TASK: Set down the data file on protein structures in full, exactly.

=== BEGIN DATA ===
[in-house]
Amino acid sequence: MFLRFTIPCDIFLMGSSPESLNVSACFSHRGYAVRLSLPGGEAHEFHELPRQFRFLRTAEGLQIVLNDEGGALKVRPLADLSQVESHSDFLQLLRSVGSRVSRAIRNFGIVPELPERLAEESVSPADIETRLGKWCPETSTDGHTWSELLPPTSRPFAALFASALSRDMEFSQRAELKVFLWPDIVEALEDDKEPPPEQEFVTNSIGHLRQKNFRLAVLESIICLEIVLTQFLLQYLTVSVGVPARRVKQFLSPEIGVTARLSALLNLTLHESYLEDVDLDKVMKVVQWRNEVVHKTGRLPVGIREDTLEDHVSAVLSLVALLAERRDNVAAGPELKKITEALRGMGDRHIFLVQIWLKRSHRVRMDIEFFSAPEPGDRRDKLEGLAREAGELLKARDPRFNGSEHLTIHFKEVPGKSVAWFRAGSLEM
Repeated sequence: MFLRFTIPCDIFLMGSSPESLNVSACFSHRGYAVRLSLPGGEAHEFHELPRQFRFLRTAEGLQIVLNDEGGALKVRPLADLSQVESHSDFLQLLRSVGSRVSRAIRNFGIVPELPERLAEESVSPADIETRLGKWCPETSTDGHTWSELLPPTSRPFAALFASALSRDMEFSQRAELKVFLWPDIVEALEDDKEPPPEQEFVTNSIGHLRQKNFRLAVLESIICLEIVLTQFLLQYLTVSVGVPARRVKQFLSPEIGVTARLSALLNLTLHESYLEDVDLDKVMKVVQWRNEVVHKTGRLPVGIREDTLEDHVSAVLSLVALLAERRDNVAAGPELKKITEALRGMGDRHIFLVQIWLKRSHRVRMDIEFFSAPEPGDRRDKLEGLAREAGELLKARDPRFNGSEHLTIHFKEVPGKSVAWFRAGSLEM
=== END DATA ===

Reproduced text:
[in-house]
Amino acid sequence: MFLRFTIPCDIFLMGSSPESLNVSACFSHRGYAVRLSLPGGEAHEFHELPRQFRFLRTAEGLQIVLNDEGGALKVRPLADLSQVESHSDFLQLLRSVGSRVSRAIRNFGIVPELPERLAEESVSPADIETRLGKWCPETSTDGHTWSELLPPTSRPFAALFASALSRDMEFSQRAELKVFLWPDIVEALEDDKEPPPEQEFVTNSIGHLRQKNFRLAVLESIICLEIVLTQFLLQYLTVSVGVPARRVKQFLSPEIGVTARLSALLNLTLHESYLEDVDLDKVMKVVQWRNEVVHKTGRLPVGIREDTLEDHVSAVLSLVALLAERRDNVAAGPELKKITEALRGMGDRHIFLVQIWLKRSHRVRMDIEFFSAPEPGDRRDKLEGLAREAGELLKARDPRFNGSEHLTIHFKEVPGKSVAWFRAGSLEM
Repeated sequence: MFLRFTIPCDIFLMGSSPESLNVSACFSHRGYAVRLSLPGGEAHEFHELPRQFRFLRTAEGLQIVLNDEGGALKVRPLADLSQVESHSDFLQLLRSVGSRVSRAIRNFGIVPELPERLAEESVSPADIETRLGKWCPETSTDGHTWSELLPPTSRPFAALFASALSRDMEFSQRAELKVFLWPDIVEALEDDKEPPPEQEFVTNSIGHLRQKNFRLAVLESIICLEIVLTQFLLQYLTVSVGVPARRVKQFLSPEIGVTARLSALLNLTLHESYLEDVDLDKVMKVVQWRNEVVHKTGRLPVGIREDTLEDHVSAVLSLVALLAERRDNVAAGPELKKITEALRGMGDRHIFLVQIWLKRSHRVRMDIEFFSAPEPGDRRDKLEGLAREAGELLKARDPRFNGSEHLTIHFKEVPGKSVAWFRAGSLEM